IP VN Dubey

  June 10, 2021

“The promoter may be a bad parent, but the company is their child.”

 

(Mr. Dubey is an advocate based in Indore, who is qualified to be an IP. The following are excerpts from our chat with him.)

 

‘I have not seen any other law stabilise so quickly in my career.’

 

‘It is highly commendable how the high courts adopted a policy of non-interference with the Code u/s 226 and 22. Otherwise, filing writ petitions for this and that reason is the favourite thing to do for lawyers.’

 

‘Justice Rohinton Nariman has truly been a pillar for the IBC. The landmark judgments he has delivered, whether it be Swiss Ribbons or Bishal Jaiswal, are a detailed study of national as well as international insolvency laws.’

 

‘Being an IRP or an RP is no easy task. He has to don many hats all at once. And we must note that a one-man board can be very difficult and very dangerous. Especially in a situation where everything has been derailed. That too when everyone wants to manipulate him for their interests, but no-one wants to support him.’

 

‘There are many practices which may not be strictly by the books. For example, an MD billing his Europe trip to the company’s accounts. But they are a part of the regular practice in the corporate world.’

 

‘It is easy to spot the irregularities in the company accounts, even with a basic finance understanding. Often, even a forensic audit is not required. Most companies have some sort of the PUFE transactions, and that is the reality with which a RP has to deal.’

 

‘The first thing an RP is asked about the resolution plan by the CoC is how much they will recover. This defeats the purpose of the resolution process. How will any corporate debtor see a turnaround this way?’

 

‘Notwithstanding how unscrupulous a promoter may be, a company is that promoter’s labour of love. The promoter may be a bad parent, but the company is their child. Therefore, the Resolution Professional is like an adoptive parent. They must do what is right for the child, but they should remember that the promoter will always be invested emotionally.’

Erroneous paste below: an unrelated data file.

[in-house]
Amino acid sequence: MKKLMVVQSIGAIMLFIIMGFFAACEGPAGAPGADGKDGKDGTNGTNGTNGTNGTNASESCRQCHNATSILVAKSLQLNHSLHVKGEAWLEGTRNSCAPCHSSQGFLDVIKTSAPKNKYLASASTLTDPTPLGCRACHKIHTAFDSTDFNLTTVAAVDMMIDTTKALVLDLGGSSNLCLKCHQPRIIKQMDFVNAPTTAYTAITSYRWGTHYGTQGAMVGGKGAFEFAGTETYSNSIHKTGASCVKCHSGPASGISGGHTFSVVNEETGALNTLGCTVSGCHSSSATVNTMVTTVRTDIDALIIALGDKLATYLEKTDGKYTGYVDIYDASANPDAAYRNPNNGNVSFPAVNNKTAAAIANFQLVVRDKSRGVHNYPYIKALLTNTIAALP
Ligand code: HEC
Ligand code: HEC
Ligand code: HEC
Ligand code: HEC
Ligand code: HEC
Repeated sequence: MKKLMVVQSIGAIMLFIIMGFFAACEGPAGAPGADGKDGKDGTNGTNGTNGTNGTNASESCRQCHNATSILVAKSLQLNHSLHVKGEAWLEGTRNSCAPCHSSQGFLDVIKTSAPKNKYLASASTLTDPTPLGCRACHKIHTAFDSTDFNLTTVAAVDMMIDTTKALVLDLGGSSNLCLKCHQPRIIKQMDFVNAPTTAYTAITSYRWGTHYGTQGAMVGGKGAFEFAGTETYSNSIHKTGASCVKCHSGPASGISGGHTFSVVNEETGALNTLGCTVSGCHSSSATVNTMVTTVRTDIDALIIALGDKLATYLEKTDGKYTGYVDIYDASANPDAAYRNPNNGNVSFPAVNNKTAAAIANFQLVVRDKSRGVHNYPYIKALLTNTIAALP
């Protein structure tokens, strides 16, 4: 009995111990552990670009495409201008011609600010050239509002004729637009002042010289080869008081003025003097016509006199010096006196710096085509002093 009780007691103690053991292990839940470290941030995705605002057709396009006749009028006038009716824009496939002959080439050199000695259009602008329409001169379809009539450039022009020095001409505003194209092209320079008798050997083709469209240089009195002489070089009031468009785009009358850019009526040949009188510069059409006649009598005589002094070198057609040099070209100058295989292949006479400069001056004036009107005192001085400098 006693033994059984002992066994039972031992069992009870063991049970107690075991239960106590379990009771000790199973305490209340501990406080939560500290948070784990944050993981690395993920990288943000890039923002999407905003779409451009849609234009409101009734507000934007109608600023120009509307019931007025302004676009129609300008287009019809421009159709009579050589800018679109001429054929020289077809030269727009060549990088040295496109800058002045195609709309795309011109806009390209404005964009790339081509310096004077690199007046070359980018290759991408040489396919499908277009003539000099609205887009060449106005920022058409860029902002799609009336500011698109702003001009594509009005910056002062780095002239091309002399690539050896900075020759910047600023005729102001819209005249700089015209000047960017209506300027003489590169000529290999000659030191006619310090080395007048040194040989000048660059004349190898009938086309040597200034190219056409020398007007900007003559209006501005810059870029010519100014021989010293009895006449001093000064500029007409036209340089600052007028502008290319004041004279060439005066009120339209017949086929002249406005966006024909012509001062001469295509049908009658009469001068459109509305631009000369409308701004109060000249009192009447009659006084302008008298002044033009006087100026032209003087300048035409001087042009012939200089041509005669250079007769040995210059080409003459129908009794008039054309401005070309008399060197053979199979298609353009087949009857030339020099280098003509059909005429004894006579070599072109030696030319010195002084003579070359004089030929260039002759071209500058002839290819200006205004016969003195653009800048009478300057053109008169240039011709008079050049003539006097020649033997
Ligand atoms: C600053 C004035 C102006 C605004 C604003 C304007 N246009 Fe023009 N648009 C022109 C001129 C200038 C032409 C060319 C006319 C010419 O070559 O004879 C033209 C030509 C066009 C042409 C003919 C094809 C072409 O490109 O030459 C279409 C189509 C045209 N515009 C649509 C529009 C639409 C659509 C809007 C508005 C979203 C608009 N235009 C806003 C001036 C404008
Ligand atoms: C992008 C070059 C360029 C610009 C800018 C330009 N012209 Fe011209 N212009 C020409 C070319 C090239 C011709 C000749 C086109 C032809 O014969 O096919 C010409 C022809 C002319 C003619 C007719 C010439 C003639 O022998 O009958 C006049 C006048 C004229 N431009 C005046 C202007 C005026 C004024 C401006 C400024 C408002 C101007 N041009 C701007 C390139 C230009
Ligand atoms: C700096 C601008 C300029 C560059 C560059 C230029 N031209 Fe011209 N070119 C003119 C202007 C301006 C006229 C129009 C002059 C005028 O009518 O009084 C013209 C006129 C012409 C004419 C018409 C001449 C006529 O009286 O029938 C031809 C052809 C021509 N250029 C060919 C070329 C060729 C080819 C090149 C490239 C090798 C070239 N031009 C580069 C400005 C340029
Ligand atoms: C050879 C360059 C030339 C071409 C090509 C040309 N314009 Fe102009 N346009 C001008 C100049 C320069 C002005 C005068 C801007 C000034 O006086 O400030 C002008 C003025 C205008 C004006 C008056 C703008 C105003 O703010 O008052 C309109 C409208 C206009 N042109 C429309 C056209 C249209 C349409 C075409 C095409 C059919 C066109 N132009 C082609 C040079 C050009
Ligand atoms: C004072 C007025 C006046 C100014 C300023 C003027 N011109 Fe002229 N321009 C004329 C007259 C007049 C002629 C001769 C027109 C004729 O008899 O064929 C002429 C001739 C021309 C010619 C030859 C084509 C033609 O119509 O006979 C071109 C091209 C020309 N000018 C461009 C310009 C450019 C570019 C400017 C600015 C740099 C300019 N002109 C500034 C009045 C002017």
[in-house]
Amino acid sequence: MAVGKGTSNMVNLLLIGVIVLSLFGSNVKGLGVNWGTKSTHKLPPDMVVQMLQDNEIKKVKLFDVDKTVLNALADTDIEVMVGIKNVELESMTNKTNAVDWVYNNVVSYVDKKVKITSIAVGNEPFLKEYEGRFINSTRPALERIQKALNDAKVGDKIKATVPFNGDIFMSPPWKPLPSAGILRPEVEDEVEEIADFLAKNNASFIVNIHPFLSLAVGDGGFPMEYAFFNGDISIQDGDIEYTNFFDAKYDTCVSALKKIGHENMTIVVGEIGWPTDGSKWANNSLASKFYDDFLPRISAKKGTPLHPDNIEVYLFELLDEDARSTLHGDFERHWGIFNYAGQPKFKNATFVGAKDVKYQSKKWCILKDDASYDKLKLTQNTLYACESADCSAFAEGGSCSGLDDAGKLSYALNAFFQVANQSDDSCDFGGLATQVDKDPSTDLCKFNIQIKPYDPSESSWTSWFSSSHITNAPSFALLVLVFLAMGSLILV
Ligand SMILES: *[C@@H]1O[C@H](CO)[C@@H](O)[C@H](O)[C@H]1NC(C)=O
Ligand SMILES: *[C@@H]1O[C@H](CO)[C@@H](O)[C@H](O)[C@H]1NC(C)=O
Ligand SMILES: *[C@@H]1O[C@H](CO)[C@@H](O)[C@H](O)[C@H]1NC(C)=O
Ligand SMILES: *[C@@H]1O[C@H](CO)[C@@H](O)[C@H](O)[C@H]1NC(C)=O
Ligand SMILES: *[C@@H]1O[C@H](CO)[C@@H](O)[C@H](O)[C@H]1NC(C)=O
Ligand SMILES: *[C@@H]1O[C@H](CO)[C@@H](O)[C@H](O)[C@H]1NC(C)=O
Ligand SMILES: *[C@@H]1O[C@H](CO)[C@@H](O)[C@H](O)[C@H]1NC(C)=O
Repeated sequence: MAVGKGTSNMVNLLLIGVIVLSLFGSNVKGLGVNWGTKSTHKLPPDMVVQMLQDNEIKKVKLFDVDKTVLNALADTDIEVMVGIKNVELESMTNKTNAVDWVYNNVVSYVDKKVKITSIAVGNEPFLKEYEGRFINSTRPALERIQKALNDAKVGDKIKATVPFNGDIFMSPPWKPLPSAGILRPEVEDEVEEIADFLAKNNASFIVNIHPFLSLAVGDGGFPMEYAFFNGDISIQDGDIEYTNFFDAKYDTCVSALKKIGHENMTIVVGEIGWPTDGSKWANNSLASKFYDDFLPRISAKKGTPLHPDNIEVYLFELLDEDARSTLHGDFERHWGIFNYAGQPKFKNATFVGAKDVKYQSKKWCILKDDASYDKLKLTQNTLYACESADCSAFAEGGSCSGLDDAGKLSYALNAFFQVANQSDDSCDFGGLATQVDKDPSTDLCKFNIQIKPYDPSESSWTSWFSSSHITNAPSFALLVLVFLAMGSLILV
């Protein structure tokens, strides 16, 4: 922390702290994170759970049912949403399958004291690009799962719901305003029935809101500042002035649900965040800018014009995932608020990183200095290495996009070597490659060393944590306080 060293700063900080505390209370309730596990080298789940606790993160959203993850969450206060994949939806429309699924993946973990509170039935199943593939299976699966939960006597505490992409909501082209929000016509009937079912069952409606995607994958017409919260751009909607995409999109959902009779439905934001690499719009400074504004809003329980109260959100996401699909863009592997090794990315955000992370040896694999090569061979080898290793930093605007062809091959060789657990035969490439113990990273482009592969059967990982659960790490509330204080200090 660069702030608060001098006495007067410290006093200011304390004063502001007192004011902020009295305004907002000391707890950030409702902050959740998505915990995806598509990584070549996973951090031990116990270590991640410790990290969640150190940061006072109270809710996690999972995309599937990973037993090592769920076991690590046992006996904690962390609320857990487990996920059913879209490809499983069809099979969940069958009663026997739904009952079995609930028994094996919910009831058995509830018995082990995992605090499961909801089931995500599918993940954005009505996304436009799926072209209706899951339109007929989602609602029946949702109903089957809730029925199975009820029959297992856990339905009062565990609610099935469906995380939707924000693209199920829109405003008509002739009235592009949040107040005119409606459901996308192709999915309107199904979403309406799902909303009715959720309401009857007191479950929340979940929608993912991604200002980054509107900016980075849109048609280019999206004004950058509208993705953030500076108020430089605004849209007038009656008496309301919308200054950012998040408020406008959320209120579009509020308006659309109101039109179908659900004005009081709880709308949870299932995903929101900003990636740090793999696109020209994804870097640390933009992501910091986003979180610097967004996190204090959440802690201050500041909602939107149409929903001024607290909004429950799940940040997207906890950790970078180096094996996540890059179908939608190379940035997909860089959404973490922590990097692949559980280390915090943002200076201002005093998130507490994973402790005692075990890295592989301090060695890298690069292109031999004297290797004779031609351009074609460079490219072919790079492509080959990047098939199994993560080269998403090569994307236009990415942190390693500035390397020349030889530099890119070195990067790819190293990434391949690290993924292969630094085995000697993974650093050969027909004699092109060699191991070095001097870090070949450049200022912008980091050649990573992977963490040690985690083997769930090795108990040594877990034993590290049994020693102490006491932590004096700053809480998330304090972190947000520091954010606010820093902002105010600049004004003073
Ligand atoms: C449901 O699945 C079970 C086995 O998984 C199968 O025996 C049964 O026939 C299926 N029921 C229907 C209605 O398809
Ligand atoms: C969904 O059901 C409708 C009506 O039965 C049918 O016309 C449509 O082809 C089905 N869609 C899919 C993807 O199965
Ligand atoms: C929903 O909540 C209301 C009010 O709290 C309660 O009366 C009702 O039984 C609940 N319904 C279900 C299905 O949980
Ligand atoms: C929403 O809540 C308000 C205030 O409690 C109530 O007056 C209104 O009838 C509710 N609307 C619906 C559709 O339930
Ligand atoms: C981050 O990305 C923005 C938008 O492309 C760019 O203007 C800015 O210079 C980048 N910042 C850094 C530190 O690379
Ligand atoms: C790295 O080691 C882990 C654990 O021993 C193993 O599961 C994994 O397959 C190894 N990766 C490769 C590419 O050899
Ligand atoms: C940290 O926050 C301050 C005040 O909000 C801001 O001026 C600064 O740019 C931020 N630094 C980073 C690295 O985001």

‘The IBC suspension may not have been the soundest decision legally. Even I had filed a writ petition against Section 10A and the pleadings have been completed in that matter. The term ‘forever’ in that section will allow so many lawyers to take shelter under it for years to come. Having said that, it was the right solution practically since the entire world had come to a standstill. A second suspension would also be justified if it means saving thousands of business from being pushed unnecessarily into CIRP.’

 

‘The pre-pack framework for MSMEs is a good alternative when the Code is suspended or overwhelmed. However, there is a danger of two types of greed leading it to failure. The first is the promoters wanting a maximum haircut just like in the good old days. The second is the creditors wanting to recover as much as possible and not approving any plan that doesn’t meet their wish.’

 

‘Besides the promoters and the CoC, it also the responsibility of other stakeholders to realise and appreciate the intent of the Code and to work together to make it a success.’

 

‘What the Code has done is it has quickly built an ecosystem and has led to developments which otherwise wouldn’t have been possible. For example, ArcelorMittal wanted a foothold in the Indian steel production scene since the longest time. They could finally do it through the Essar acquisition. Without Essar, they might not have achieved an Indian presence even for the next 20 years. Same with Ultra-Tech Cement. Although they had a national presence, they gained access to new regions through the Binani acquisition.’

 

‘There was a lot of hope when RDB Act came out in ’93. Similarly, SARFAESI felt a game-changer when it came out. Unfortunately, they did not live up to the expectation due to various factors. Now, there are many hopes from the IBC too.’

 

‘The Adjudicating Authorities have done appreciable work despite the inordinate delays that are frequently pointed out. An application to initiate CIRP taking more than a year to get admitted is still better than what I have seen with other forums like the BIFR and the DRT.’

 

‘The government has been surprisingly prompt with the amendments, and the courts have clarified and upheld the law whenever required. This has not happened before. Other laws are still being contested and clarified after decades.’

 

‘The RBI and the financial institutions have the most important role to play. Their conduct will determine the course of the Code because in India, the banks completely dominate the CoCs.’

 

‘To become an IP, there is a work-experience requirement of 10 years. But those 10 years must have been spent acquiring the necessary knowledge. Warna woh dhoop mein baal safed karne jaisa hain (else it is like greying your hair in the sun). Everyone becomes a ‘senior’ professional eventually.’

 

‘Young professionals who are enrolling in dedicated and intensive courses and focusing on the industry have a lot of scope. We can hope to eventually become like Europe, where the insolvency professionals are crucial, competent and well-respected.’

 

(This interview was conducted by Adv. Parth Indalkar and has been edited and condensed for clarity.)

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